1 To read story well. 2 To be able to tell story. 3 To receive favorable comment from the teacher

and class on the following points:

Position of book.
Phrasing and emphasis.
Effective communication.

II Materials

Specimens of goldenrod and aster.


III Method of Procedure

(Teacher shows specimens of flowers which are

mentioned in the story.) As I came to school
this morning, I noticed that the fields were
covered with beautiful flowers, like the one I
have in my hand. Can any one tell me the
names of these flowers? Would you like to
read a story about the goldenrod and aster?
Can you guess what the title of the story is?
Come and write the title on the blackboard?

Goldenrod and Aster

Bertha Toelle

(For Grade IV) LONG time ago, two little girls, named Golden Hair and Blue Eyes, lived at the foot of a great hill.

On the top of this hill was a little old hut. A strange, weird woman lived here, who could change people into any form she wished by her magic power. She was so ugly and stern in her appearance, that all the people were afraid of her. Little children especially did not dare to go near her, for fear that she would cast a spell over them.

One summer day Golden Hair and Blue Eyes tried to think of something they could do, that would make everybody happy. They decided that they would go and ask the wise, old woman in the hut what to do. Away they started at once.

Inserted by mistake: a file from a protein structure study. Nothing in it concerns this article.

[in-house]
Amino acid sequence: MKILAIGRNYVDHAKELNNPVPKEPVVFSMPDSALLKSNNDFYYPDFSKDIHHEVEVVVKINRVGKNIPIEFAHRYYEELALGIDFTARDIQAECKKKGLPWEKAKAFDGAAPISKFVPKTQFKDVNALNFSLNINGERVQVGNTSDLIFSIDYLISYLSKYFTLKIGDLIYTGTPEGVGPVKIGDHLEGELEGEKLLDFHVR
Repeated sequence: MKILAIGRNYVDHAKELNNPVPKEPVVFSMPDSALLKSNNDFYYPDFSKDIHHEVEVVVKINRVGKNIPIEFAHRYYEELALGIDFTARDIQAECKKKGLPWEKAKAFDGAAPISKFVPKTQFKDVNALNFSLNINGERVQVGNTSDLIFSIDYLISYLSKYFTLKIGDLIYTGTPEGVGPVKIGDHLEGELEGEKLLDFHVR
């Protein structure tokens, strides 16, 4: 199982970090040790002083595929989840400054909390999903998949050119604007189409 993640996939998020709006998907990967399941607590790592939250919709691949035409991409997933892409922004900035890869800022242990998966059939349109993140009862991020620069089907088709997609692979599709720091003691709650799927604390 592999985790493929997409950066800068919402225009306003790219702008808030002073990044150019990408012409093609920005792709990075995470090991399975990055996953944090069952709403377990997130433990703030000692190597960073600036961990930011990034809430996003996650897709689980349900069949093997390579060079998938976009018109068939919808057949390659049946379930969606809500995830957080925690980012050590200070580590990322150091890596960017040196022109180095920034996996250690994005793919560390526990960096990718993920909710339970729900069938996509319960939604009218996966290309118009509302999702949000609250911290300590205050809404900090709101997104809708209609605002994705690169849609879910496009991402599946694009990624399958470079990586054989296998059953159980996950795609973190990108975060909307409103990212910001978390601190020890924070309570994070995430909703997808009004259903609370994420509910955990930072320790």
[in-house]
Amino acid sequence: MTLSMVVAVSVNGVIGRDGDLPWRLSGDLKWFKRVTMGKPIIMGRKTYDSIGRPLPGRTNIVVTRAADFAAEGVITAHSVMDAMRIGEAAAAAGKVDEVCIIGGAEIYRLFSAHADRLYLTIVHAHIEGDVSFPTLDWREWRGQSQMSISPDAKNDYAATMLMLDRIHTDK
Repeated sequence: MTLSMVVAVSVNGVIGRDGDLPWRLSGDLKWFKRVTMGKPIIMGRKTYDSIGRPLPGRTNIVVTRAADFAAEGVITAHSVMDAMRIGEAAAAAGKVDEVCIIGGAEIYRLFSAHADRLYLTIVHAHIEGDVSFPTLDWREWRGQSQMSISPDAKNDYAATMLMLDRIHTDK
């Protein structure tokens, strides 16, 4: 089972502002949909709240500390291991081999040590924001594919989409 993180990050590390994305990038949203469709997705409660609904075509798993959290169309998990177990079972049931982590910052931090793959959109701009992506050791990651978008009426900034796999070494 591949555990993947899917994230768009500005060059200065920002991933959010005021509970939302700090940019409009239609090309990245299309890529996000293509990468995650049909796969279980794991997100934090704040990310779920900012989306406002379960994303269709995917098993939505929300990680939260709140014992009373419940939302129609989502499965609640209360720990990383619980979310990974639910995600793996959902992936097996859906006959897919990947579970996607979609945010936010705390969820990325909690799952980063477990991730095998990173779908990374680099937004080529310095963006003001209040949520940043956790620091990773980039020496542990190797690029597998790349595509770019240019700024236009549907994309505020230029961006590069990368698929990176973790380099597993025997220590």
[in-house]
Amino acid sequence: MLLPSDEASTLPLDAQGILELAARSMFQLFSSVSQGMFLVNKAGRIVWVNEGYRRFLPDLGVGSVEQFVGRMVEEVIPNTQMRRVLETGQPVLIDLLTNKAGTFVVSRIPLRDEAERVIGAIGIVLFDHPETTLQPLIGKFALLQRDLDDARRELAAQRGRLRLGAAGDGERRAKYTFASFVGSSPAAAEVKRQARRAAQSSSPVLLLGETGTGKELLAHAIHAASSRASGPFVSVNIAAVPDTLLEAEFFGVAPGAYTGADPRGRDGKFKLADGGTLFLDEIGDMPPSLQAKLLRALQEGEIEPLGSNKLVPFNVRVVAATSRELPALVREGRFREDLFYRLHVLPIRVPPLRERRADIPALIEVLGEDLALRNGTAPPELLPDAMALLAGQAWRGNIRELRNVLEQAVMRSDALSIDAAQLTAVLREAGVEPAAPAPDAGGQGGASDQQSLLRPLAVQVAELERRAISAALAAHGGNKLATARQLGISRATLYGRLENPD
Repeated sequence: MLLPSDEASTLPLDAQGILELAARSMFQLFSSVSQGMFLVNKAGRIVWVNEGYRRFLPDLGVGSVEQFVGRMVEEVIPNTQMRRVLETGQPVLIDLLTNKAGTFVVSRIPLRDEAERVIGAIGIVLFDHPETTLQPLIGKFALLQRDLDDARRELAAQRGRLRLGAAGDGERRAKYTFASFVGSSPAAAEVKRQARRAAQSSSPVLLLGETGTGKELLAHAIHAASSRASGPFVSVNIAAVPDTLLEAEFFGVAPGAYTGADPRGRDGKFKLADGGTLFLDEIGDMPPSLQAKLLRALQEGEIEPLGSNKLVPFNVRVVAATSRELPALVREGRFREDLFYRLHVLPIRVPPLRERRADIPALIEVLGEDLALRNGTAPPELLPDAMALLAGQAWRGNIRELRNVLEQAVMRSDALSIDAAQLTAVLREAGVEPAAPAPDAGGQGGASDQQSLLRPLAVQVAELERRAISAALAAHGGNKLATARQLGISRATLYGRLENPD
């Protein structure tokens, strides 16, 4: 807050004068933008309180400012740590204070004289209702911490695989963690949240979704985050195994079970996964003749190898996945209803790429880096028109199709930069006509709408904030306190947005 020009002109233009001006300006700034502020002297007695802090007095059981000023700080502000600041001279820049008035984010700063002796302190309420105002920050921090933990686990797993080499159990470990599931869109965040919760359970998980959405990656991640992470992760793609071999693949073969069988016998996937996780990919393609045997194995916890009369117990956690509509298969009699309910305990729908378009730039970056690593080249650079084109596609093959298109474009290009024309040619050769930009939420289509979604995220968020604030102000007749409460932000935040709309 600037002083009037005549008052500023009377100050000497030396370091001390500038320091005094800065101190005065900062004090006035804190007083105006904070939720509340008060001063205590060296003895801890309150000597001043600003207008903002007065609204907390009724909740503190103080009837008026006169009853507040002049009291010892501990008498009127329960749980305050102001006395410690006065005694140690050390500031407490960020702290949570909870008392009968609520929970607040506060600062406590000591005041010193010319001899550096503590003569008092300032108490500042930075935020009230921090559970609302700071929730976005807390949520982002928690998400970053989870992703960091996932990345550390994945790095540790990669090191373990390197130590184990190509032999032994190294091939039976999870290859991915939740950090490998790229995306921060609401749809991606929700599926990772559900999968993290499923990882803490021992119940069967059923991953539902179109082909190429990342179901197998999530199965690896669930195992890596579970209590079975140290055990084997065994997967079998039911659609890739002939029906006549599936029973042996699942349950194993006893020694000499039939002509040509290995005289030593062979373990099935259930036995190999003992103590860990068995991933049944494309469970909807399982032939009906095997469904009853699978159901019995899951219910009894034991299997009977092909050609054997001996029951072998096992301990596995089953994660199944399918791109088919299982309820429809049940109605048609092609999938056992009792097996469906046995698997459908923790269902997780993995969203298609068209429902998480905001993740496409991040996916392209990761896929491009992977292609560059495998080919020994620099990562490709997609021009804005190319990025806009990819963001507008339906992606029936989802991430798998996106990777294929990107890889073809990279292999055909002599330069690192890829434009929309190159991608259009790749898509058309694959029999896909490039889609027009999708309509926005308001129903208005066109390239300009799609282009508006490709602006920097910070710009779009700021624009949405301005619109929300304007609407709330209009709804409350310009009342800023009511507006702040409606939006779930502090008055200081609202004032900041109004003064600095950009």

It was a warm summer day, and the walk up the side of the hill to the little hut was very long. The little girls stopped to rest many times under the cool shade of the oak trees, along the pathway. Oh, how tired, dusty and thirsty they were! Still they went on. They threw breadcrumbs to the little fish in the brook and chattered with the birds and frisky squirrels. For the wise woman, they picked a basketful of sweet berries.

By and by the sun went down, and a stillness seemed to come upon the air. The birds stopped singing and the little squirrels went to bed. The wind ceased, and the leaves on the trees hung still in the cool evening air. The moon and the stars began to peep out, and the twinkling lights of the beetles and the fireflies could be seen. It was night, but still the tired children trudged wearily on.

At last they came to the hill top. The strange old woman was standing at the gate, looking more stern than usual.

The frightened little children clung to each other.

"We know you are wise and we came to see if you would tell us how to make everyone happy," said brave Golden Hair. “Please let us stay together,” said timid Blue Eyes.

The old woman smiled as she opened the gate for the children. Strange to say, the little girls were never seen again. The next morning, however, the meadows on the hillside were covered with beautiful goldenrod and waving purple asters.